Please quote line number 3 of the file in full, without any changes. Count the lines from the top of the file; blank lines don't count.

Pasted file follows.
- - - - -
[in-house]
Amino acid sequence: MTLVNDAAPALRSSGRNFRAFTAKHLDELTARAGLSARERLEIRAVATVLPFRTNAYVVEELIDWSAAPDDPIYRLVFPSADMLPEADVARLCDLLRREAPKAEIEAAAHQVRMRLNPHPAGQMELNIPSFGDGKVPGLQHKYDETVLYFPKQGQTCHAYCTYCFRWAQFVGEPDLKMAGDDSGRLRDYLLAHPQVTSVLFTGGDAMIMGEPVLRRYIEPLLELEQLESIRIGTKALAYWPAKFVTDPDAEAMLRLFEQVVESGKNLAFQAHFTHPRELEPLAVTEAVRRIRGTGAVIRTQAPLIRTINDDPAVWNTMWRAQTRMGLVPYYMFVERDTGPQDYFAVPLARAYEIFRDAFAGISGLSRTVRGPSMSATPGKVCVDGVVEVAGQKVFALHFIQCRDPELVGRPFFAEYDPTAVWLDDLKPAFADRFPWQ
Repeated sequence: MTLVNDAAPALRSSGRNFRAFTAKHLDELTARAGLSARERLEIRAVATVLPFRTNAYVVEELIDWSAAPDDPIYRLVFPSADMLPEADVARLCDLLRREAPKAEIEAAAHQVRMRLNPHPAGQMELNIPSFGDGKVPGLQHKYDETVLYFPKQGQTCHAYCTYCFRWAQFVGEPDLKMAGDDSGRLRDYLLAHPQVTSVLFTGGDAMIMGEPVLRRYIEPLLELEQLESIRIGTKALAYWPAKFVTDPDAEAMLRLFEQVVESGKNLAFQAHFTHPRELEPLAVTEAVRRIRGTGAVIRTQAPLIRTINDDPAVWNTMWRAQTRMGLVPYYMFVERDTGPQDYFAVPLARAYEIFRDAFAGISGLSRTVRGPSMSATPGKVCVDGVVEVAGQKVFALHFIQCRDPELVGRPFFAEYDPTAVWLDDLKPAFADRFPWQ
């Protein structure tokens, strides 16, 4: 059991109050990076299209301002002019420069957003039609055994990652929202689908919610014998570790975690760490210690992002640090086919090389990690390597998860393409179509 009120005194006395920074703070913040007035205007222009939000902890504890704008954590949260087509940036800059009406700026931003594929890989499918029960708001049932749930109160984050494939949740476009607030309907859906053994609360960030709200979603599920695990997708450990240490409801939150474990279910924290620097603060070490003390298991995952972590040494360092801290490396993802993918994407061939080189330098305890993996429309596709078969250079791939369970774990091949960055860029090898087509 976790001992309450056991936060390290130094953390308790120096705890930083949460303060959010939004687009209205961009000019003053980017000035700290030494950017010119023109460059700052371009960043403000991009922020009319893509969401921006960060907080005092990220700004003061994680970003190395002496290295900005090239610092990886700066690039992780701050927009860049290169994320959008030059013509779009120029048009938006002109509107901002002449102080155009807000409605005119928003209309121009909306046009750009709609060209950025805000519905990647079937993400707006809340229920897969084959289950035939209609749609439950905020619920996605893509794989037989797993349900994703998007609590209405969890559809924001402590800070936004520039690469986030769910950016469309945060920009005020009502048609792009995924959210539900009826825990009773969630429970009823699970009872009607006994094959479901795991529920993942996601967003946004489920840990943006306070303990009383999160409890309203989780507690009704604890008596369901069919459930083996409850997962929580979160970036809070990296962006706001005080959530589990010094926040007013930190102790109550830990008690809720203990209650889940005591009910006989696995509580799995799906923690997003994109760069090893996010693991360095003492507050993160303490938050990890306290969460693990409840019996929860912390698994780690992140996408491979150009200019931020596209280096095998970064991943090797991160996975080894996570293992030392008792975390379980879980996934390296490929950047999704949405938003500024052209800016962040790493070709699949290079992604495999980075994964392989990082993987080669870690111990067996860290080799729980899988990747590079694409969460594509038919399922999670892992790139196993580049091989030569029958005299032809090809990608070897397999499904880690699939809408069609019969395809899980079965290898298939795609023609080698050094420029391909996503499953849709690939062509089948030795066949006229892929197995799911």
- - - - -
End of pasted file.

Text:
Repeated sequence: MTLVNDAAPALRSSGRNFRAFTAKHLDELTARAGLSARERLEIRAVATVLPFRTNAYVVEELIDWSAAPDDPIYRLVFPSADMLPEADVARLCDLLRREAPKAEIEAAAHQVRMRLNPHPAGQMELNIPSFGDGKVPGLQHKYDETVLYFPKQGQTCHAYCTYCFRWAQFVGEPDLKMAGDDSGRLRDYLLAHPQVTSVLFTGGDAMIMGEPVLRRYIEPLLELEQLESIRIGTKALAYWPAKFVTDPDAEAMLRLFEQVVESGKNLAFQAHFTHPRELEPLAVTEAVRRIRGTGAVIRTQAPLIRTINDDPAVWNTMWRAQTRMGLVPYYMFVERDTGPQDYFAVPLARAYEIFRDAFAGISGLSRTVRGPSMSATPGKVCVDGVVEVAGQKVFALHFIQCRDPELVGRPFFAEYDPTAVWLDDLKPAFADRFPWQ